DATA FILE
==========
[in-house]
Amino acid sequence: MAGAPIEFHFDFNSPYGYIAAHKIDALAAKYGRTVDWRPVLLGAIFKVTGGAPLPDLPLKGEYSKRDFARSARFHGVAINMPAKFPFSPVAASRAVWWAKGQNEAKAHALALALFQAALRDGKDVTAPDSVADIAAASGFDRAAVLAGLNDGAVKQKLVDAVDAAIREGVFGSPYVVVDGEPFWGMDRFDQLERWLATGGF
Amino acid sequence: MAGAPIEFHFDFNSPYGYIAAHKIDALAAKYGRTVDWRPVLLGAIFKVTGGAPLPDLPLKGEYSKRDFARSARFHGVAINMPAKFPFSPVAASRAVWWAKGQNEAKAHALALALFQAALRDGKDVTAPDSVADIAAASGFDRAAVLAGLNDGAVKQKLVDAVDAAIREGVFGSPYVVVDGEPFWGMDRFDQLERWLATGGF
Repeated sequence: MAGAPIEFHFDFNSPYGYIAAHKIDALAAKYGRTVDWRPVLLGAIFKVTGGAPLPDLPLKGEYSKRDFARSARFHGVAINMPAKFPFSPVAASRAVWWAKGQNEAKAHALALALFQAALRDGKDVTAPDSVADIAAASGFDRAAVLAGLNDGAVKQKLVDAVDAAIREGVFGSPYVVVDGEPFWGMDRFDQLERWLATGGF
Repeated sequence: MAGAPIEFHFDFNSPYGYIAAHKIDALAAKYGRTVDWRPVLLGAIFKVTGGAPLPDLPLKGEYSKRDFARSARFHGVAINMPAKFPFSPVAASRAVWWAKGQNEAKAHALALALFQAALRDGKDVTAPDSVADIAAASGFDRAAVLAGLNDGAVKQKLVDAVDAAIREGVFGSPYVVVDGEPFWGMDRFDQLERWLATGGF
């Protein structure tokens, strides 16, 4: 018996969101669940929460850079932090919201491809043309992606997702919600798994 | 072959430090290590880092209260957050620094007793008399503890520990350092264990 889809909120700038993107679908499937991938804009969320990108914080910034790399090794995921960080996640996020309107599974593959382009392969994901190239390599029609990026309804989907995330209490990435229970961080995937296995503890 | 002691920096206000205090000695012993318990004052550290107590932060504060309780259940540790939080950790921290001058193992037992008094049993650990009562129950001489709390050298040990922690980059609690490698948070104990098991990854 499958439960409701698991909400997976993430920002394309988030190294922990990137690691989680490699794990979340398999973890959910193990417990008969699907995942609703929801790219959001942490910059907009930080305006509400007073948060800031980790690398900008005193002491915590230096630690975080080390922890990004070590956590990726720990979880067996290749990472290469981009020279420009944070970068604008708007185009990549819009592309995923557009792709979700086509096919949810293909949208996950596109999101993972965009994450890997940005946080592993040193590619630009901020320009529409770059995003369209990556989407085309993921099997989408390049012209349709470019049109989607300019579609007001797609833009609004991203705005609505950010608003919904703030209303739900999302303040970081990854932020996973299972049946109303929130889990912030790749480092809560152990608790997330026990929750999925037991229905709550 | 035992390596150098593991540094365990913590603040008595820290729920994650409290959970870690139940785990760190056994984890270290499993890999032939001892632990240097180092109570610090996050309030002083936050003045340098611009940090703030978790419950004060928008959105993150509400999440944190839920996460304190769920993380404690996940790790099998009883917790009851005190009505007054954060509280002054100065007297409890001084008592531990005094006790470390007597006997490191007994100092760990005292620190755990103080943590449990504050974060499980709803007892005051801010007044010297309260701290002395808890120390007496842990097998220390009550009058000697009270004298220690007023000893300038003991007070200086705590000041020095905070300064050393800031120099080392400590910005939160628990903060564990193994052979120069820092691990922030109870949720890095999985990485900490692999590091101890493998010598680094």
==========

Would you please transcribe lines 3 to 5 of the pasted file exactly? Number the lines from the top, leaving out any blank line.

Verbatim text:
Amino acid sequence: MAGAPIEFHFDFNSPYGYIAAHKIDALAAKYGRTVDWRPVLLGAIFKVTGGAPLPDLPLKGEYSKRDFARSARFHGVAINMPAKFPFSPVAASRAVWWAKGQNEAKAHALALALFQAALRDGKDVTAPDSVADIAAASGFDRAAVLAGLNDGAVKQKLVDAVDAAIREGVFGSPYVVVDGEPFWGMDRFDQLERWLATGGF
Repeated sequence: MAGAPIEFHFDFNSPYGYIAAHKIDALAAKYGRTVDWRPVLLGAIFKVTGGAPLPDLPLKGEYSKRDFARSARFHGVAINMPAKFPFSPVAASRAVWWAKGQNEAKAHALALALFQAALRDGKDVTAPDSVADIAAASGFDRAAVLAGLNDGAVKQKLVDAVDAAIREGVFGSPYVVVDGEPFWGMDRFDQLERWLATGGF
Repeated sequence: MAGAPIEFHFDFNSPYGYIAAHKIDALAAKYGRTVDWRPVLLGAIFKVTGGAPLPDLPLKGEYSKRDFARSARFHGVAINMPAKFPFSPVAASRAVWWAKGQNEAKAHALALALFQAALRDGKDVTAPDSVADIAAASGFDRAAVLAGLNDGAVKQKLVDAVDAAIREGVFGSPYVVVDGEPFWGMDRFDQLERWLATGGF